Friday, June 5, 2015

Where the Action Happens

As technology has advanced, writers have changed how they write. With the advent of the typewriter, writers could decide whether they preferred clicking away at first drafts or scrawling them out by hand. When the computer came along, some purists still preferred the typewriter. Indeed, some writers have strong, and strange, relationships with theirs. (For example, Hunter S. Thompson used to shoot his in the snow.)  But even for those who ventured into the new digital age, word processers, such as Word Perfect and Microsoft Word, still ruled.

But, these days, we have an abundance of tools to get those words on the “page”! From Scrivener, to yWriter, to Writer’s Cafe, to Get Yarney, to Gingko, to….well, I could go on and on.
However, even with all those options, I still work in Microsoft Word. I’m the equivalent of the writer who clanks away at the typewriter while everyone else has personal computers. But Word seems to work for me. I use the headings and the comments to organize my scenes, random thoughts, and research. I’ve written three novels this way.

And yet, I constantly think, there has to be a better way. I love task managers (like Toodledo and Trello) and I’d love a platform that combines a good writing interface, organization/outlining, and a task system. Ideally, I’d open it up, and there would be a little message for me saying here are the four things you need to get done today. (e.g., write a first draft of scene 5, jot down thoughts on this character, swipe/revise scene 2, etc.) And, it must work easily across computers. But, alas, I haven’t found something like that yet. 

Maybe I need to come around to the fact that there isn’t a dream tool for me. Maybe I’m just looking for a platform that will make writing “easier,” when I have to just suck it up and realize sometimes writing is hard, regardless of where it happens? 

What are your thoughts? Where does the action happen for you? Have you found your dream writing tool? (And, most importantly, do you know of a tool that’s “in the cloud” that combines writing, outlining, and tasks…if so, tell me about it! :))

Dan: There do seem to be a lot of writing tools out there, and more crop up every day. It would be completely feasible for me to do almost everything in Word, particularly because that's how most people in publishing exchange documents and the Track Changes features are unparalleled. However, I've found a few other tools to be useful:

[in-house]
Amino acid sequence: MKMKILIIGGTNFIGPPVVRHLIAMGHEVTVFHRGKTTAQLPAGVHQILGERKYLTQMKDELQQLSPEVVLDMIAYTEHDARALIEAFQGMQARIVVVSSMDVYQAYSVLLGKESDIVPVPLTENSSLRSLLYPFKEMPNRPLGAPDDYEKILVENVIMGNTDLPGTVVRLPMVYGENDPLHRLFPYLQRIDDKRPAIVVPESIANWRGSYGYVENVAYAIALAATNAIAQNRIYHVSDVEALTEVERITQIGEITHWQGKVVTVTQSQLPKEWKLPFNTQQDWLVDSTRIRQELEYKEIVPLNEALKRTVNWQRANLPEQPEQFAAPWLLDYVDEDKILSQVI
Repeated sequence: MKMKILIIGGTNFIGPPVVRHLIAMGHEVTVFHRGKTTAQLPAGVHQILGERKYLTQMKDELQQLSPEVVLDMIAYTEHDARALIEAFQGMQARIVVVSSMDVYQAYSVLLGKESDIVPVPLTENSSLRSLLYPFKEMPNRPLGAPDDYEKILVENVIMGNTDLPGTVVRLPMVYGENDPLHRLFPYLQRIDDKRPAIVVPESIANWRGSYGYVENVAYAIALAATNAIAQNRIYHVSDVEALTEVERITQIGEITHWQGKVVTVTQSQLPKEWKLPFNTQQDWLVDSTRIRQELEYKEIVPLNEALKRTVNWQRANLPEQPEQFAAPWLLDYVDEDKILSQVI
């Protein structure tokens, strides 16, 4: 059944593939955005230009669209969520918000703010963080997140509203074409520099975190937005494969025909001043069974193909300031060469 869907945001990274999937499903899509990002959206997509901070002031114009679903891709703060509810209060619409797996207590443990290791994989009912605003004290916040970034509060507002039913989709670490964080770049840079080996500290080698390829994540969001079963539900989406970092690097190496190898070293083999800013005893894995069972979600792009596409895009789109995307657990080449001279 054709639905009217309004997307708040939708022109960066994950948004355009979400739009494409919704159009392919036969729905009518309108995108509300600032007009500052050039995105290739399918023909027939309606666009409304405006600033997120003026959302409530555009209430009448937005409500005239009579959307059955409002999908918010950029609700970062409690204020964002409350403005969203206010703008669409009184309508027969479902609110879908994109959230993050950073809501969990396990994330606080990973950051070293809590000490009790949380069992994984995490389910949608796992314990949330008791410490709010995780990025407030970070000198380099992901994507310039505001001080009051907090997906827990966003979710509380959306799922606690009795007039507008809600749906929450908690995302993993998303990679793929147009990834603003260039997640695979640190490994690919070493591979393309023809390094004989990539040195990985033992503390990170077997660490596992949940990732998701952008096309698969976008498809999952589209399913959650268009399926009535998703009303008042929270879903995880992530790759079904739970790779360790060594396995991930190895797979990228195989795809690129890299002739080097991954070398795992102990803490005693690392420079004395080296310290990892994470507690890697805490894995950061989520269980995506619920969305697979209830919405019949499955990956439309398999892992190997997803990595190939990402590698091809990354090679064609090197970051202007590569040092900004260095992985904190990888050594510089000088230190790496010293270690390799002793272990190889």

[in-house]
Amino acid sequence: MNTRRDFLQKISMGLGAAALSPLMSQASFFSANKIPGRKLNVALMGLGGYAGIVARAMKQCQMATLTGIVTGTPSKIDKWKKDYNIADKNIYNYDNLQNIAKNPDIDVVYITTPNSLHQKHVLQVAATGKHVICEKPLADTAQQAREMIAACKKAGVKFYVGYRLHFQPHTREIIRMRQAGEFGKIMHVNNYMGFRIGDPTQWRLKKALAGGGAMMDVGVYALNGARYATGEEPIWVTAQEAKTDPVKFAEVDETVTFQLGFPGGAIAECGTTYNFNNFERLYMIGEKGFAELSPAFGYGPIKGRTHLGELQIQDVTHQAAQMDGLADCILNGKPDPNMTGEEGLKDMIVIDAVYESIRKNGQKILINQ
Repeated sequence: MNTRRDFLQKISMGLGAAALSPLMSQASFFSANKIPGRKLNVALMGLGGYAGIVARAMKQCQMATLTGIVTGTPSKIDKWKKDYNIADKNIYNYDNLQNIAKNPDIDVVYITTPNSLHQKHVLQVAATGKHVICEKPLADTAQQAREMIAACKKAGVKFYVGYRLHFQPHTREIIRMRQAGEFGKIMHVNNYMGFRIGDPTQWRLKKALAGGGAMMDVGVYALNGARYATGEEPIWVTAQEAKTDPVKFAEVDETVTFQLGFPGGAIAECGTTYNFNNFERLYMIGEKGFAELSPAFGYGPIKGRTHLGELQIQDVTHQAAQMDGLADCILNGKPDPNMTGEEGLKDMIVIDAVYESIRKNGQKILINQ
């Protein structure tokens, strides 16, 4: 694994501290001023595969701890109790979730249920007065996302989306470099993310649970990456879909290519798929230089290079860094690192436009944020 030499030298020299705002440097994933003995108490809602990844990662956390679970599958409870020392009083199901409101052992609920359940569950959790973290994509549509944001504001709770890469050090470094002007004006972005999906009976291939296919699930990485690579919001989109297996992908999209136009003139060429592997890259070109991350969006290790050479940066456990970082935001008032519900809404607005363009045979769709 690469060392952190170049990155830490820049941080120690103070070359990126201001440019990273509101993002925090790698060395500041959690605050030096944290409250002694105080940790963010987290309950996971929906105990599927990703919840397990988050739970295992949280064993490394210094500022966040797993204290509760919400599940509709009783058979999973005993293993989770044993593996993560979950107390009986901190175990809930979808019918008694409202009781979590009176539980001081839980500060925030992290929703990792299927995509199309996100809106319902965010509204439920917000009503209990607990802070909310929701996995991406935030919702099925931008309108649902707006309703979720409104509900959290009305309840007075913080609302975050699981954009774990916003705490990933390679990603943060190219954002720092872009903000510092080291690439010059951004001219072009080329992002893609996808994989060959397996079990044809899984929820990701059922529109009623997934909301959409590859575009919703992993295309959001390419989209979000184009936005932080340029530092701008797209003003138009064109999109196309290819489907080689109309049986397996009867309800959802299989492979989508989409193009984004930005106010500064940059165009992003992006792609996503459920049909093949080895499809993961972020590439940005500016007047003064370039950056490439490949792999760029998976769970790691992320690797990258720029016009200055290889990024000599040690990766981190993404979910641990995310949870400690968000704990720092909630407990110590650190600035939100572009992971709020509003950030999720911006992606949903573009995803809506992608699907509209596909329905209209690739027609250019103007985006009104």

• Scrivener is my main writing/editing tool. I keep my projects in a Dropbox folder so that they're backed up and accessible on all my devices.
  • Google Drive is useful for keeping shared documents in the cloud. I use the spreadsheets more than any other feature, to track things like submissions and deadlines.
  • TextWrangler is a plain-text editor. I'm a huge note-taker, and I keep all my notes in Dropbox folders, too. It's also useful to strip the formatting from text before pasting elsewhere.
  • Google Tasks lets me maintain checklists and sync them across devices. I love a good to-do list!
  • Scapple is a mind-mapping tool from the makers of Scrivener for jotting down and connecting ideas. It's fun to use, but has yet to become critical for me.

I'dd add to the wishlist for a perfect writing tool that it should leverage the cloud, but also maintain functionality even if you don't have an internet connection.

Lisa: You've stumped me. I don't have a "tool" that helps me with writing as far as programs, etc. goes. I outline on MS Word and write on MS word as well. Different stories have different folders for the various needs - character interviews, research notes, outlines, etc. I write and outline in a notebook too. So, I may be behind the times, but it keeps me afloat.

Karlie: I use mainly Microsoft word as well. I tried Scrivener for awhile, but found it didn't work as well for me as I had hoped. Caitlin, when you find a tool like the one you described, please let me know! :) I've tried several things but always ended up coming back to Word. I tend to do all my outlining, story planning, and character interviews on paper (such cave-like behavior, I know), but that's the way my thought processes work. 

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